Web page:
Eating less meat to 'save the planet'? Updating healthy eating advice
(University of Edinburgh)
Paper short abstract:
Sustainability criteria are beginning to be incorporated into official healthy eating advice, however this involves complex judgements about the impacts of specific foods. My presentation describes research to investigate the development of this new policy science in the UK, France and Denmark.
Paper long abstract:
Recently published healthy eating guidelines in several countries - including the Nordic countries and France - have included sustainability criteria by, for example, advising individuals to eat less meat or consume local and seasonal produce. Incorporating evidence about the environment impacts of eating into these guidelines is a difficult task. Research into the effects of diet on health and into the environmental impacts of food production form two large bodies of research. Attempts to combine these separate bodies of knowledge into straightforward recommendations for the general public involve complex judgements about how to reconcile sometimes contradictory and incomplete evidence. Developing advice about ideal levels of meat and fish consumption seems to be particularly controversial.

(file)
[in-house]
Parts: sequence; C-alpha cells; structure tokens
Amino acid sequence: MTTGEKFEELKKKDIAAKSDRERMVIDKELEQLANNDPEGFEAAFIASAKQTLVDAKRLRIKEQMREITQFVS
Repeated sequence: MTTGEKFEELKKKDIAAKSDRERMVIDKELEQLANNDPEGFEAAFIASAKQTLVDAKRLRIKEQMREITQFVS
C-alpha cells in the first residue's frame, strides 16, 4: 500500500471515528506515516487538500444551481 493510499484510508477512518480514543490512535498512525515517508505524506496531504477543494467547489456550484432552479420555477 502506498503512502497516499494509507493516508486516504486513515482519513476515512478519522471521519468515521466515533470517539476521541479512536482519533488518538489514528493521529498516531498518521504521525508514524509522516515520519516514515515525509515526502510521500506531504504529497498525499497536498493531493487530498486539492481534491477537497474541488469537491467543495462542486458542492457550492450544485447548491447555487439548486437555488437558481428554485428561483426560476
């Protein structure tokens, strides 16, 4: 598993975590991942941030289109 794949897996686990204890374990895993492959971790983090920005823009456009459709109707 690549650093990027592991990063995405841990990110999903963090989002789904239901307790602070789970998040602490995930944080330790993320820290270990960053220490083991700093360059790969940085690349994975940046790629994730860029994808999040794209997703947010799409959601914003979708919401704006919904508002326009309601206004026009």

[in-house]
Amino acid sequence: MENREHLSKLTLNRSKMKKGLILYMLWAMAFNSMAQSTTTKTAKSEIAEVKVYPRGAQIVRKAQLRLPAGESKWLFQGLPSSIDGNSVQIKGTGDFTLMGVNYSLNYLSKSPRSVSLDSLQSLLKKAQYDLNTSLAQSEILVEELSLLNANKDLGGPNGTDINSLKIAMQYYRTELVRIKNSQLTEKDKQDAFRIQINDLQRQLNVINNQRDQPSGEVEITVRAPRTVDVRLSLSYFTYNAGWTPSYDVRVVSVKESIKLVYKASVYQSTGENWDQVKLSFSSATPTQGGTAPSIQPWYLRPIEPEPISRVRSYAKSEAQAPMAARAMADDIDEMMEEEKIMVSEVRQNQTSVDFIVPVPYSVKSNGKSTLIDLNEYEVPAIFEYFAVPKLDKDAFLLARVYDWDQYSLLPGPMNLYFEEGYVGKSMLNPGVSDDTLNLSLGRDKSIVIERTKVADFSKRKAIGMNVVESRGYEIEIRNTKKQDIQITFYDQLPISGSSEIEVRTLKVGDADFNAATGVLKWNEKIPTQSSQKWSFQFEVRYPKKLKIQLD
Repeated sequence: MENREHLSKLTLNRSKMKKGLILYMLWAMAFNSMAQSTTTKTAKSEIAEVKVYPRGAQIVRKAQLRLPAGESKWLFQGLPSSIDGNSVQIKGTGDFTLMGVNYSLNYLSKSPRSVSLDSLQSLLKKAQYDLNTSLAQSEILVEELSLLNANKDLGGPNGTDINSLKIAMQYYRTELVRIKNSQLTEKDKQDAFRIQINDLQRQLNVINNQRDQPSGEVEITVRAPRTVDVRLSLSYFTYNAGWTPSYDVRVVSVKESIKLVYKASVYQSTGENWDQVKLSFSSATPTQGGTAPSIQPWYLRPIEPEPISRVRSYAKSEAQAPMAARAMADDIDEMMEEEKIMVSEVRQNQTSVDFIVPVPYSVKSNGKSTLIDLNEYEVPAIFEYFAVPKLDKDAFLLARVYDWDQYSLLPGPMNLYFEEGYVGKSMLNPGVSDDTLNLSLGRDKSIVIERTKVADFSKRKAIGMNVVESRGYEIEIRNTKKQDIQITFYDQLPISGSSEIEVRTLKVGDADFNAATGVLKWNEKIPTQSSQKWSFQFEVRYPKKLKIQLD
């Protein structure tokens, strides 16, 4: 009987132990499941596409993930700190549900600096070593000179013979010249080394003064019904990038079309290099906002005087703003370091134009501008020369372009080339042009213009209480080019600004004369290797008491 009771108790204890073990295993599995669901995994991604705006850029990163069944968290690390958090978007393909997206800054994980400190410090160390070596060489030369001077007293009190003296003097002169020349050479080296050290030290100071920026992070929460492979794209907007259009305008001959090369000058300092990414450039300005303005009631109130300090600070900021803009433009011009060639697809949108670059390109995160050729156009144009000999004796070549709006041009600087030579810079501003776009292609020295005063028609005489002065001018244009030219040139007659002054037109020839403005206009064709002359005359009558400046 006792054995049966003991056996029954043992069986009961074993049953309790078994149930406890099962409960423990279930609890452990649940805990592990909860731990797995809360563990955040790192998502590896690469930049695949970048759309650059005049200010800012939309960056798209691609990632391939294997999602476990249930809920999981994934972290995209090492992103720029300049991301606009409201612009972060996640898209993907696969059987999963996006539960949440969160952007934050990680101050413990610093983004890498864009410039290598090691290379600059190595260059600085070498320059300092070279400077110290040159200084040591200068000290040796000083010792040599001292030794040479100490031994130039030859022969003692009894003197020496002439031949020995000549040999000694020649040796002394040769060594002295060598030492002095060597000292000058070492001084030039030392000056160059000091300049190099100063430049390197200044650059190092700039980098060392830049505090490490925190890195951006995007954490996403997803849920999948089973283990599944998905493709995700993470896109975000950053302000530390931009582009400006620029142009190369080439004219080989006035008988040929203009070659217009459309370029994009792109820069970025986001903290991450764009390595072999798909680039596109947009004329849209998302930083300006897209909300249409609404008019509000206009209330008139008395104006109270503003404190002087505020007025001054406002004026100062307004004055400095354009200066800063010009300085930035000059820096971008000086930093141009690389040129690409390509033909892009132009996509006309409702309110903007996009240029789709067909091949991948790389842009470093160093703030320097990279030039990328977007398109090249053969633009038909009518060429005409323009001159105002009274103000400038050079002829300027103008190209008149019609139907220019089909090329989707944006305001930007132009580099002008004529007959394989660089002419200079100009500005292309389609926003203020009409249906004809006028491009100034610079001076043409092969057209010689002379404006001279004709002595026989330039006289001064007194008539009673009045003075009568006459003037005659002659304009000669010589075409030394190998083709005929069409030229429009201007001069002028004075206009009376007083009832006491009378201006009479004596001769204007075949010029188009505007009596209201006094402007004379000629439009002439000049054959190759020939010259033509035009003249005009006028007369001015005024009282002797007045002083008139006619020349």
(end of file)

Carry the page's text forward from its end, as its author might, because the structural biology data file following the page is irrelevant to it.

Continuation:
Debates about these new technologies of food consumption, therefore, provide an excellent opportunity to investigate the development of a novel form of 'policy science' (Jasanoff, 1990). In my presentation, I will first outline the general characteristics of policy science, and then use case studies from twentieth century nutrition advice to discuss the sort of issues that arise in the development of nutritional guidelines by expert advisors and national governments. This presentation is based on the literature review for an interview-based study into the development of sustainable healthy eating guidelines, and, in conclusion, I will outline the more complex debates and issues that I expect my interviewees to discuss when describing the incorporation of sustainability criteria into such advice.
Eating for Life: When Food is the Best Medicine